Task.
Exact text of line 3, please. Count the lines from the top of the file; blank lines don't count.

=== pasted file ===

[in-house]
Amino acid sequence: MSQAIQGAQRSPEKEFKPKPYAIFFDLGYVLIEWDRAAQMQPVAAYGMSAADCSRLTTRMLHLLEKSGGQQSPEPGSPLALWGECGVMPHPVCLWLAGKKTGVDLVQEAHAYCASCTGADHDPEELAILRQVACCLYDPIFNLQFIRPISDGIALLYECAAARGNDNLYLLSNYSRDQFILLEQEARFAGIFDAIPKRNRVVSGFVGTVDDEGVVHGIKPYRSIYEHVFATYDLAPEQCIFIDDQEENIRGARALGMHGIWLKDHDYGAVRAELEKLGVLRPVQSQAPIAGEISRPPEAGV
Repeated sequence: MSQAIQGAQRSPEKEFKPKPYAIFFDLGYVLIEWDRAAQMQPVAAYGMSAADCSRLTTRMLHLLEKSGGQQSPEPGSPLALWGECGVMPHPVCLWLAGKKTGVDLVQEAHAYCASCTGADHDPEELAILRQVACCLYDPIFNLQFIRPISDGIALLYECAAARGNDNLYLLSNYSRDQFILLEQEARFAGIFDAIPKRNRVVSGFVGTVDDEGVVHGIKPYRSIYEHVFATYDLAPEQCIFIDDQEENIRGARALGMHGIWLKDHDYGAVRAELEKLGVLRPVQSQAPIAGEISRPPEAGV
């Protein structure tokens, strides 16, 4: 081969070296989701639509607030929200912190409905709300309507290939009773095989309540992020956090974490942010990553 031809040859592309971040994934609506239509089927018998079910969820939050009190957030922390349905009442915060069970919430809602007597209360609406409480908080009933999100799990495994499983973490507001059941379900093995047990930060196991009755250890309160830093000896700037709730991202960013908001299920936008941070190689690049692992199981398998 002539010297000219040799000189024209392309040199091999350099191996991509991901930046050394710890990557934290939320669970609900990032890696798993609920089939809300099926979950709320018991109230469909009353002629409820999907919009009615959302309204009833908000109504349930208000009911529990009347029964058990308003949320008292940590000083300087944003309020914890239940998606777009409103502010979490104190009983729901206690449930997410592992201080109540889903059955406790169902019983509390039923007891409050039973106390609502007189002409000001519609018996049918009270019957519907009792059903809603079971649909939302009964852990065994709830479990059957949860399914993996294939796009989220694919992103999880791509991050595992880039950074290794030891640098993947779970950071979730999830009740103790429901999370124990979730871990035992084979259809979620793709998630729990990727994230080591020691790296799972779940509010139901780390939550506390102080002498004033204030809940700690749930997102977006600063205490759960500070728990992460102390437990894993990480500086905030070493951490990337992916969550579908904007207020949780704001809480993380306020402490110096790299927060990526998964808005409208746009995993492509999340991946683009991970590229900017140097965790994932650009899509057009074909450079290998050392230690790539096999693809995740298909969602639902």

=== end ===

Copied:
Repeated sequence: MSQAIQGAQRSPEKEFKPKPYAIFFDLGYVLIEWDRAAQMQPVAAYGMSAADCSRLTTRMLHLLEKSGGQQSPEPGSPLALWGECGVMPHPVCLWLAGKKTGVDLVQEAHAYCASCTGADHDPEELAILRQVACCLYDPIFNLQFIRPISDGIALLYECAAARGNDNLYLLSNYSRDQFILLEQEARFAGIFDAIPKRNRVVSGFVGTVDDEGVVHGIKPYRSIYEHVFATYDLAPEQCIFIDDQEENIRGARALGMHGIWLKDHDYGAVRAELEKLGVLRPVQSQAPIAGEISRPPEAGV